Ophthalmologist Finds Vision for Leadership: 'Love is the Key'

Ophthalmologist Finds Vision for Leadership: ‘Love is the Key’

By Blake Ursch

Donny Suh, MD, MBA’19, made a promise to his mother. When he was a boy growing up in South Korea, Suh’s mother suffered from an eye condition that the family couldn’t afford to treat. Suh told her that one day he would become a doctor and help heal other patients with similar conditions.

Following what Suh considers to be several “miracles” and meeting “angels,” he fulfilled his promise. Today, Suh is a pediatric ophthalmologist and adult strabismologist at Omaha’s Children’s Hospital & Medical Center and professor at the University of Nebraska Medical Center.

Even though he achieved his childhood dream, he hasn’t stopped setting goals. In May, Suh graduated with an Executive Healthcare MBA from Creighton’s Heider College of Business.

“I’ve been practicing medicine for 20 years, and I’ve truly enjoyed taking care of patients and teaching medical students and residents, but as I was moving up in the ranks, I realized I needed to sharpen my leadership skills,” says Suh, who is currently serving as interim surgeon-in-chief at Children’s. “I needed to learn how to interact with patients, other colleagues and leadership in the hospital, and I also needed to understand finance and how to resolve conflict.”

The Executive Healthcare MBA program is designed for doctors like Suh, who are looking to learn organizational leadership skills and advanced business concepts. The program has a robust and credible curriculum, designed around two of the most well-respected professional associations in the health care industry: the American College of Healthcare Executives and the American Association for Physician Leadership. Suh, who also teaches as a clinical associate professor in Creighton’s School of Medicine, says he chose Creighton because he admires the culture of the University and the work ethic of its students.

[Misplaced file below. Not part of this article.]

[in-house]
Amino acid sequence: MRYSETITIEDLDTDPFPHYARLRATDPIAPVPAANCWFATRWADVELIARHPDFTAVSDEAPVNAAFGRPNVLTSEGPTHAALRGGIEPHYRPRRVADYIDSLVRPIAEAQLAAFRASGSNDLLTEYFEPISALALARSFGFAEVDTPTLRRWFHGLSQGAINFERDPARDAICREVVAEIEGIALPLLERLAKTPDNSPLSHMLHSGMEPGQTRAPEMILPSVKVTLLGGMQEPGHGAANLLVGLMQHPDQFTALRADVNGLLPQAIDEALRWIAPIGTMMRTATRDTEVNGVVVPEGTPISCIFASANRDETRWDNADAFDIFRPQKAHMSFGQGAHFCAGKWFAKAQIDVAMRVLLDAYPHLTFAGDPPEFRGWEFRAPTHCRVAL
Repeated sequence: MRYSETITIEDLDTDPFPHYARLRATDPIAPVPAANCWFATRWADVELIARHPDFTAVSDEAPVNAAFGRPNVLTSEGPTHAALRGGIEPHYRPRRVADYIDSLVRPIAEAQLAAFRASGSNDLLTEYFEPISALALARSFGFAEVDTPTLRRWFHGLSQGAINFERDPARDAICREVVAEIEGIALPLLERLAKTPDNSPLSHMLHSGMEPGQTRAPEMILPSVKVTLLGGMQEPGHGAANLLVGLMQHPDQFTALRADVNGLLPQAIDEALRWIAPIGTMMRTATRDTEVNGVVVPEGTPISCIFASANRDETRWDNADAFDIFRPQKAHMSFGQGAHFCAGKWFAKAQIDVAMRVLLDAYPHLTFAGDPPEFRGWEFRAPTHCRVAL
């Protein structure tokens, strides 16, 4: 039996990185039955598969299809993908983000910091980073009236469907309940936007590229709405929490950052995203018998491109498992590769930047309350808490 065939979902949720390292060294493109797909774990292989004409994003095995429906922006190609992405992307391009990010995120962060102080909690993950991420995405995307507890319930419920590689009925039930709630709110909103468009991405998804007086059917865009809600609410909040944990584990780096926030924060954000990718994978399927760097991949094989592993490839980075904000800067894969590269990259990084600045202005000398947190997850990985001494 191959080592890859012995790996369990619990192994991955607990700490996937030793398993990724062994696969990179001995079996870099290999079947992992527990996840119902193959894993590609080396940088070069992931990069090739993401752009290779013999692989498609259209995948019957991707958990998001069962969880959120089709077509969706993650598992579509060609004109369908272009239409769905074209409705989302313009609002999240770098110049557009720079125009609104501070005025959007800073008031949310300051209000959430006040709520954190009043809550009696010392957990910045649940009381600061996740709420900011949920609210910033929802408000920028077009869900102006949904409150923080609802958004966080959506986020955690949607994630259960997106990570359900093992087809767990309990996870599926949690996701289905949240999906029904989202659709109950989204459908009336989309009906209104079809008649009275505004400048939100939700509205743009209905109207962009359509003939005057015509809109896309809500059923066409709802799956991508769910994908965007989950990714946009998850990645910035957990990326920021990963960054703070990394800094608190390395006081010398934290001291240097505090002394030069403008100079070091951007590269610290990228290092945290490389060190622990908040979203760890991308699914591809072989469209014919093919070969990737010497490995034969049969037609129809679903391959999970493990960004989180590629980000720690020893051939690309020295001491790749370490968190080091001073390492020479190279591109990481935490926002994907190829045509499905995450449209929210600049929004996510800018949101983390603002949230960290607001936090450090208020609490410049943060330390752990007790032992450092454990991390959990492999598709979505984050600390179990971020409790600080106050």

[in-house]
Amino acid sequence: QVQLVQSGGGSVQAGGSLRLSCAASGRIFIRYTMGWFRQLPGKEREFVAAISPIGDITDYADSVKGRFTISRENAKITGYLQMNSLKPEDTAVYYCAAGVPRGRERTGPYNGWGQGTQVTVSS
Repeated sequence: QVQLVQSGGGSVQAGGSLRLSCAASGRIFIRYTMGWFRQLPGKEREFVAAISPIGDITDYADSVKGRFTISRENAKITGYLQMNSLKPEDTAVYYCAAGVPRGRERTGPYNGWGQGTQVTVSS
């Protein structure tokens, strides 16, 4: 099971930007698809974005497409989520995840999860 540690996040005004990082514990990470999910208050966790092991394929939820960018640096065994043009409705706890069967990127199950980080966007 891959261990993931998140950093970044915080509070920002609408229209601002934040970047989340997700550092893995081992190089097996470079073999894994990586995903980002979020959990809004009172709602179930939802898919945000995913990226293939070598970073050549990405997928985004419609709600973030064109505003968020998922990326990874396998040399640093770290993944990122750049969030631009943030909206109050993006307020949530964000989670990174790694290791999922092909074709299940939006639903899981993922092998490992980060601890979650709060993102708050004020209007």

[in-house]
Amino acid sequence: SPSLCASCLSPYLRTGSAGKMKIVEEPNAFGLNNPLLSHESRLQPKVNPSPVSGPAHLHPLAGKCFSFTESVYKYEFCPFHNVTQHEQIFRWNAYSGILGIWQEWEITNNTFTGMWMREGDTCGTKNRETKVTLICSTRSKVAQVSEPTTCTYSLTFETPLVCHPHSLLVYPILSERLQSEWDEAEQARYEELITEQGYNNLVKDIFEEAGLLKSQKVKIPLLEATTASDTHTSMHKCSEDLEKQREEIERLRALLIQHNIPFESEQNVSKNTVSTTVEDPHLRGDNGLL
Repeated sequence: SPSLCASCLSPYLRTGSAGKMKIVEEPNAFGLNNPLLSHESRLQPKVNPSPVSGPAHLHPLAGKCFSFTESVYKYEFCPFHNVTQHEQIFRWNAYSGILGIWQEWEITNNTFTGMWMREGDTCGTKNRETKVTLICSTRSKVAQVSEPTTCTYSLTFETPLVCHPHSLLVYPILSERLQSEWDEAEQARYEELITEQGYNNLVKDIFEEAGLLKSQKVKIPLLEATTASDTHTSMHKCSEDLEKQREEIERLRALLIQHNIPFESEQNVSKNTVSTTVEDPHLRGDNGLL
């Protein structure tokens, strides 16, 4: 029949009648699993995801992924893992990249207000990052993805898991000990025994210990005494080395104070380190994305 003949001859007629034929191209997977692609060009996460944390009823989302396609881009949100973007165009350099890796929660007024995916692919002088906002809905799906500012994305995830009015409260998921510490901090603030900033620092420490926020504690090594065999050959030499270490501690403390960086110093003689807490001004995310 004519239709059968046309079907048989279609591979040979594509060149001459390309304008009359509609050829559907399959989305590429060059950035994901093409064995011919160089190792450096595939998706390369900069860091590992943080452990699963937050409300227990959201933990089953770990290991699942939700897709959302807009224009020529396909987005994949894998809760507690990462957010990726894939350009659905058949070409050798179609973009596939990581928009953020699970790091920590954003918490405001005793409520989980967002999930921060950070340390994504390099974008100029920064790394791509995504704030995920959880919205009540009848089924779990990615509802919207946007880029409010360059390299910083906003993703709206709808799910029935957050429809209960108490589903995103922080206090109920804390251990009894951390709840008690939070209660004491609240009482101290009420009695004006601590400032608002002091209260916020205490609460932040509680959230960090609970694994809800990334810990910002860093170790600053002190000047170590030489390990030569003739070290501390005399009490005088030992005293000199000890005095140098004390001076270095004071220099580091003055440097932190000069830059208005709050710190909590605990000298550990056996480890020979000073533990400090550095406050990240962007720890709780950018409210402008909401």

During the program, Suh and his classmates heard from professors, as well as speakers from across the country, who presented on what it means to be a “servant leader,” and how to embrace their own vulnerabilities, strengths and weaknesses to effectively manage a team. The students and the professors worked together throughout the program to encourage growth in each other.

“They focused on their core values of heart, mind and soul,” Suh says. “They wanted to make sure that I learned to be a good person and that I could truly turn around and help other people. They wanted to make sure I could reach a person’s soul and mind, and provide hope. That was something very unique and for which I have tremendous respect.”

Suh says the skills he cultivated in the MBA program have influenced his day-to-day work. He’s learned he doesn’t have to be perfect to be an effective leader. He’s learned how to recognize his own weaknesses and blind spots and surround himself with people who complement them. The experience, he says, has helped him become a better communicator and a better doctor.

“There is a big difference between listening and hearing. Now I feel I truly listen to my patients and, because I know myself better, I can help people better,” he says. “The one key ingredient that all leaders should have is to truly love the people you are working for. Without love, you don’t have a chance. That’s what I learned. Love is the key ingredient.”

Visit business.creighton.edu/healthcaremba for more information about the Executive Healthcare MBA program in the Heider College of Business.